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July 24, 2013 / Zircon Corporation

Does Your Product Fit In…Ergonomically Speaking

The science of ergonomics studies how people and their work fit together.  Ergonomics creates comfort and efficiency.  An ergonomist thinks about how a function is completed and what is required by the worker, the equipment’s size, shape and appropriateness for the task and how the information is used for the task.  An ergonomically designed item is considered a good fit.

Is a product ergonomically designed?

Ask yourself form, fit and function questions to determine if it’s ergonomic.

Zircon Swivel grip

Is the product comfortable and efficient?

Does it feel comfortable?  Comfort is defined by the product’s physical attributes and mental aspects.  The more pleasing the product’s physical aesthetics, the more likely you will use the product.  The designer’s goal is to provide an intuitive design that promotes the product’s hands-on experience.  Your comfort correlates to how often you will use the product.  The more engaged you are with the product, the more utility the product provides.  Comfort, as part of a high quality design, is critical to a product’s success within the marketplace.  An uncomfortable design would not promote the product’s usage and can lead to the product’s eventual demise.

The form factor of the product makes a difference.  When you pick up the product, does it have the weight, look and feel that you envision?  A comfortable design can conform to your hand, feel light, yet durable and require less personal exertion than a poorly designed competitive product.

Is it efficient?  Does the product make it easier to perform a task or series of tasks?  Perhaps the product is more efficient because it reduces the number of steps or parts required. You can evaluate the skill involved because if it is intuitive, the product may not require as much instruction or skill.  If the product is user friendly, this will increase its efficiency.  The more efficient the design, the more useful the product is.  If it takes a PhD to understand the product, it might be time to evaluate an alternative product.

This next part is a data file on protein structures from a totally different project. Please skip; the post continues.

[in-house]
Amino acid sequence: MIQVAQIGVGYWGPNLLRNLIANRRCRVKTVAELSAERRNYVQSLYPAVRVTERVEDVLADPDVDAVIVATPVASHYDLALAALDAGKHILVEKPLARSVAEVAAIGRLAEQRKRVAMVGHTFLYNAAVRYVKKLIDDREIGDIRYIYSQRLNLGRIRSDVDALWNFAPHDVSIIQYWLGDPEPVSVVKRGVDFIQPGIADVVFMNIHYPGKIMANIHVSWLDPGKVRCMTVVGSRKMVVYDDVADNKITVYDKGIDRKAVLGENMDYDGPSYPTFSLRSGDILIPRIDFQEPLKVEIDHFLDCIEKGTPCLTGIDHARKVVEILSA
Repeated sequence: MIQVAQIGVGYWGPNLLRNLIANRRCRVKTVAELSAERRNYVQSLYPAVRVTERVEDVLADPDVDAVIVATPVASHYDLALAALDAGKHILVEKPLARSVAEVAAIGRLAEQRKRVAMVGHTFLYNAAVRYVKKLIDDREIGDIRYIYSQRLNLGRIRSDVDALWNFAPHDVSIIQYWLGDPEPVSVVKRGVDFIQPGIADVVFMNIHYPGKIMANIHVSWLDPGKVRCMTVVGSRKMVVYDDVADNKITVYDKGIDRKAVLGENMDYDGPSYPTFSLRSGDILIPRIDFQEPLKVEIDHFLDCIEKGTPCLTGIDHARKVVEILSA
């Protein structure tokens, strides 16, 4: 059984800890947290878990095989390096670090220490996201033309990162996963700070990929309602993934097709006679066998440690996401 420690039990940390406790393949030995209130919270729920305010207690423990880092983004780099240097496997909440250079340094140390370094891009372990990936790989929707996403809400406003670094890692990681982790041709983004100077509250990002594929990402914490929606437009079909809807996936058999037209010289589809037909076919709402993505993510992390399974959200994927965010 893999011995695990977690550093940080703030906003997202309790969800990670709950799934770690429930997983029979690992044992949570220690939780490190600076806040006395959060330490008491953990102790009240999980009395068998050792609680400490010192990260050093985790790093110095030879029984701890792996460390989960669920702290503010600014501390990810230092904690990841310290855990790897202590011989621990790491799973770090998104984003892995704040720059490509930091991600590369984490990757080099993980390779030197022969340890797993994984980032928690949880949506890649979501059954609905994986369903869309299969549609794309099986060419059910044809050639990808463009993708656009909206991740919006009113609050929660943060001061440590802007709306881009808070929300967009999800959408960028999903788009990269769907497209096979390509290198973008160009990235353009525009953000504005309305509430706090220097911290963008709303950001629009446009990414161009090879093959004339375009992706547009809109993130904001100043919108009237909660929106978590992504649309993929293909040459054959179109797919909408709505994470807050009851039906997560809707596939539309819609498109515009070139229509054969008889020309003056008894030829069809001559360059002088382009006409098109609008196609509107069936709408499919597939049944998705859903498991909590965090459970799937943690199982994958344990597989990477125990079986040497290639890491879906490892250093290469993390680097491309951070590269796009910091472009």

How can you make sure a product is ergonomically designed before purchase?

  • Try the product.  New products often have a demo in-store.
  • Is it easy to use?  When you pick up the product, do you intuitively have an idea of how it works?  Does it feel “right”?
  • Conduct research.  Review customer online reviews and competitive products.
  • An ergonomically designed product may not always be the perfect fit for you.  However, do not settle for a product that feels flimsy.
  • A more complex product will involve some amount of instruction.  In this case, do a cost versus risk analysis to see if the investment in time and money meets or exceeds your expectation of the product’s function.

What are the benefits of an ergonomic product?

An ergonomically designed tool saves you time and money.  It can simplify a task and make you more effective, faster and agile.  The product should work within the human body structure without causing increased stress.

Zircon stud finders ~ ergonomics in use

From the first moment you pick them up, the Zircon StudSensorTM e50 deep-scanning stud finder and StudSensorTM e40 stud finder fit well in your hand and make scanning easy.  They have a patented pivot pinch grip and rubber overmold that allow an easy way to hold the tools in use from any angle.

The StudSensor™ e50 quickly and easily locates the edges of wood and metal studs and joists behind walls, floors, and ceilings.

The StudSensor™ e50 quickly and easily locates the edges of wood and metal studs and joists behind walls, floors, and ceilings.

For more information and tips, visit www.zircon.com or see the Zircon Tip Minutes. Zircon Corporation offers center-finding stud finders that are also capable for scanning for metal and electrical, in addition to the edge-finding line consisting of the entry-level StudSensorTM EDGE, e30, e40 and e50.

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